Just above Gogol is Zhibek Zholy. This street is less developed than Gogol but about five or six blocks of it have been designated pedestrian-only. The first couple of blocks are taken up by a farmer's market and then the rest of the road becomes a cross between a European promenade and a flea market. The farmers’ market is filled with produce of every description including locally made honey and the best yogurt you will ever taste. It is also a good place to people watch.
Kazakhs come into town from the countryside to sell their produce here. For more people watching, the other pedestrian blocks of Zhibek Zholy are good spots in which to gawp at Almaty's youth flaunting their chic fashion tastes.
Oddly absent in Almaty are the bazaars that are such an integral part of other Central Asian cities. There is one bazaar in the city itself. This is Zelyony Bazaar. Compared to the major bazaars of other cities in the region, the Zelyony Bazaar is tiny, but its size makes it manageable. Although it mostly sells food, it is still well worth a visit and won't take long to see.
Nightlife is ale and hearty
Dostyk Hotel room/ photo: hotel
Our Almaty guide certainly doesn't slow down after dark. As the sun sets the streets fill with young people drinking beer and eating ubiquitous tortilla-wrap kebabs. Almaty nightlife is arguably the best in Central Asia. No question. It even draws big-name DJs. For those who have sampled Russian discos there will be no surprises here. The club scene in Almaty is in constant flux as kids in Almaty are famously picky. Ask a local which spot is hot at the moment. Although pounding on weekends, the Almaty nightclub scene is pretty much dead during the week. Do not despair. Almaty has a vibrant bar culture. Try Queen’s Pub & Strip, the Cuba Bar, or the SOHO Club (that attracts worrisomely mixed reviews and shady patrons).
Although in most Central Asian cities drinking takes place in restaurants or in parks, those looking to imbibe in the Kazhak capital will have a wide variety of watering holes to choose from. The city has everything from wine bars to cocktail lounges and even a burgeoning gay scene. Thrilling then to discover the pubs. Guinness Pub is Almaty's largest and most famous spot for a pint of dark. On the other hand, many prefer Dublin Pub, which has a more homey feeling and is tucked behind the Republika Alanghy.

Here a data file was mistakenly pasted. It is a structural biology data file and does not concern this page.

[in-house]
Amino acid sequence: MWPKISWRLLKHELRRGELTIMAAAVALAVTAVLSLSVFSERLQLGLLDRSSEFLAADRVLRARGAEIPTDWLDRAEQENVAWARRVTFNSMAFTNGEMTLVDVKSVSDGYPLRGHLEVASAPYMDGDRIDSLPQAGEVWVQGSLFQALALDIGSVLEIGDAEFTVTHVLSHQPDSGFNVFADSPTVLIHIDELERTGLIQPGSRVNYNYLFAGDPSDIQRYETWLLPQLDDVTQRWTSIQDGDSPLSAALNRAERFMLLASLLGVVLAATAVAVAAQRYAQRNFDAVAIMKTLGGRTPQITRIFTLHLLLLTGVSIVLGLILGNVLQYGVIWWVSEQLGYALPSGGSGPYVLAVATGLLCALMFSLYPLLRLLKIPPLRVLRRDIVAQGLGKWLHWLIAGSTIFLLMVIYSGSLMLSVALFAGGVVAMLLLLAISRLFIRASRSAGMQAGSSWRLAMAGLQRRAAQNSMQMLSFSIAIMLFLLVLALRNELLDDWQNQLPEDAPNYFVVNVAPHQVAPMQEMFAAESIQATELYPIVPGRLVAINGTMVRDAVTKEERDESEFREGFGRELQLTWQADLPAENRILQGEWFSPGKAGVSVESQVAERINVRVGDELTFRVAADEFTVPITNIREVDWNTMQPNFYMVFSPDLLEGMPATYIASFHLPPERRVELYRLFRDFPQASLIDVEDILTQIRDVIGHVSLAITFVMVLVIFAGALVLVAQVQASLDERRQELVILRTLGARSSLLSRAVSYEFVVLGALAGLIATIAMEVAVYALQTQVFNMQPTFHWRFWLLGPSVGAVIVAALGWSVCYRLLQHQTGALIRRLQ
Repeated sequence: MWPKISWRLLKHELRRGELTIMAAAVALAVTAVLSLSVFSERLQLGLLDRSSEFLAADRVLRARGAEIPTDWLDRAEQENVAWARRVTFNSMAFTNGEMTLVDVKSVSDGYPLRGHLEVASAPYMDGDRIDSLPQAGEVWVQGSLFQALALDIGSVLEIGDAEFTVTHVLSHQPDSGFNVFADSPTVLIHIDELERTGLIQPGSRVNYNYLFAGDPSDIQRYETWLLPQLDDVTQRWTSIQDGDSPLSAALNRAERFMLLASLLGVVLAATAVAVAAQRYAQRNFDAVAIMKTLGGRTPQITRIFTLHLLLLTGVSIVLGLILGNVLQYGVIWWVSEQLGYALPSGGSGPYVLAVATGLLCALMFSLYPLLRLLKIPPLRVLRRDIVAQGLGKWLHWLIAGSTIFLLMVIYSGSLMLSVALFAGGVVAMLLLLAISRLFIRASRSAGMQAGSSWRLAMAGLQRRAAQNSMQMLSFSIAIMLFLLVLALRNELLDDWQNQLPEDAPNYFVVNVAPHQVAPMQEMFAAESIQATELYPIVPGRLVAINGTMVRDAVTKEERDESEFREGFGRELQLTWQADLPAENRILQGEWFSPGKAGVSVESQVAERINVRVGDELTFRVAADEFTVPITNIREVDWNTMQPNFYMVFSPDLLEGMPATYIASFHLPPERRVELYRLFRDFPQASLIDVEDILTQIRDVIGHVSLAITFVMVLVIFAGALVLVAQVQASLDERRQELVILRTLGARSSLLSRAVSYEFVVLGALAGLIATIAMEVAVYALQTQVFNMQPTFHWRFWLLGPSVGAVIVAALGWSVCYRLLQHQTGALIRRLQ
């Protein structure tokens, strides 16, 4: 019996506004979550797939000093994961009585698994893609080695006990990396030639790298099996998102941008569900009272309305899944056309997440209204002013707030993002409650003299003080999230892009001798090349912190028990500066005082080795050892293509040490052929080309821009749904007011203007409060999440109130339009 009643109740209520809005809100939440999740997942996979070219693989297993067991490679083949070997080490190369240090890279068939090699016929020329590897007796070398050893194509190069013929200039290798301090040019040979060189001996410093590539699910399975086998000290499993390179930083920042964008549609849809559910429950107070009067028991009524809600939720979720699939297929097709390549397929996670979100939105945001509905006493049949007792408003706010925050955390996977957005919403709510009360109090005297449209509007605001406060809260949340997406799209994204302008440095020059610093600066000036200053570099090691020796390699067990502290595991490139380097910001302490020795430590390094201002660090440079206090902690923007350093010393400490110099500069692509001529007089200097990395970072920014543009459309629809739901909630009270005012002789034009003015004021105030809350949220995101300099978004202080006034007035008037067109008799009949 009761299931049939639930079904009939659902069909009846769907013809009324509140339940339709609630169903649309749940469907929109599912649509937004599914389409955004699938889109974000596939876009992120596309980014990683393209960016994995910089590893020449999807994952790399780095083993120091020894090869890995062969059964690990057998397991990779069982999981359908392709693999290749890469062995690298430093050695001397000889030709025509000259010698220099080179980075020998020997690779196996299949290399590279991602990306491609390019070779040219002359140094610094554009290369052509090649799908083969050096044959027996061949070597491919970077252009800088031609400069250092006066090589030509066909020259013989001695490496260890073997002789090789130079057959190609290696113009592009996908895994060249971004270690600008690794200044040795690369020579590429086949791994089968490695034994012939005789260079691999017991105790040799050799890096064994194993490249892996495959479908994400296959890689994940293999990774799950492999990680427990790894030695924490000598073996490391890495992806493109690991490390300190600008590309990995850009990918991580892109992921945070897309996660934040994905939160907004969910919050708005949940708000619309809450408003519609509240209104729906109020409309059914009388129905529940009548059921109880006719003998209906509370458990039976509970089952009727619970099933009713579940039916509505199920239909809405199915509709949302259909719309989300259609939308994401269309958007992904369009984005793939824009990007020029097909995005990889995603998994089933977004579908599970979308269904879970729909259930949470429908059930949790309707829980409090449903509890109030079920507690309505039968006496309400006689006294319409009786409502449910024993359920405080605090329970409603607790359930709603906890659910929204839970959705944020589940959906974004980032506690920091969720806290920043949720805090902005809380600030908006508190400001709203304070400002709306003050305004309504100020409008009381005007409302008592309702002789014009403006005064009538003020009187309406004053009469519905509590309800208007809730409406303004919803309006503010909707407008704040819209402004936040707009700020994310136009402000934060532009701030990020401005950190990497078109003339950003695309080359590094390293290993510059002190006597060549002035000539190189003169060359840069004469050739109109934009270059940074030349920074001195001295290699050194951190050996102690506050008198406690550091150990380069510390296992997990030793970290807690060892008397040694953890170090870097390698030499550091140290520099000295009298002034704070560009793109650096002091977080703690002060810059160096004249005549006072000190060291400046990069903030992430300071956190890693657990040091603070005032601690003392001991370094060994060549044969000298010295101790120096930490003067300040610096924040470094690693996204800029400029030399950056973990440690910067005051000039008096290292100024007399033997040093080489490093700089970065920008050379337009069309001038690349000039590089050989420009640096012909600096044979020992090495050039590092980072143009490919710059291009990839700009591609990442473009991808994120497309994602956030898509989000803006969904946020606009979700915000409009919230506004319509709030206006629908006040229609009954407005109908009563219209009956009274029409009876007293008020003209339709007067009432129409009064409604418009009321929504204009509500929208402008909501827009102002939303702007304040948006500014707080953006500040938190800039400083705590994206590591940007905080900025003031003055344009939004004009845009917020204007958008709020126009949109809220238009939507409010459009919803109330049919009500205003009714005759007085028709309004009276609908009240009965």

Almaty business hotels, inns
The options for accommodation in Almaty are extensive and, unless you’re on a budget, you will have lots to choose from. The Rixos Almaty (almaty.rixos.com/) is a grand affair, right downtown at the intersection of Kabanbai-baty and Seifullina Street, around 13km from the airport. Expect a 25m indoor swimming pool, a Spa and fitness centre and gym with Turkish hammam, and a spacious ballroom for Almaty conferences and meetings. The rooms are ornate in a faux-classical-Euro fashion with space ranging from a 32sq m Deluxe to a 220sq m Presidential Suite where you can play out your Louis XVI fantasies. The Dostyk Hotel (www.dostyk.kz/en/) is also at the heart of town and well set up for business travellers.
Plush Rixos atrium lobby/ photo: hotel
We looked at Hotel Uyut (Gogol Street 127/1, corner Seifullin St, www.hotel-uyut.kz, tel: [7-727] 279-5511), which has an excellent location. The hotel is clean although the beds are rock hard and the place charges almost US$10 an hour for the internet. At around US$123 a night, it’s not exactly cheap but expect a café that serves delicious food. Next door, as we discovered later to our immense chagrin, the Hotel Kazzhol (127 Gogol Street, www.hotelkazzhol.kz/en/almaty/, tel: [7-727] 250-8941 ), has better service, nicer digs, and all this at just over US$140 a night. Sadly the beds are just as hard.
Near the town centre is the huge Hotel Al-mata (85 Kabanbay Bytyr Street, firstname.lastname@example.org, tel: [7-727] 272-0070). This Almaty hotel is apparently very popular with Russian (mostly drunk) businessmen. It is unabashedly Soviet-style and almost no English is spoken. Also, the US$100 to US$200 a night room charge seems unreasonable for the depressing rooms. The singles are especially grim.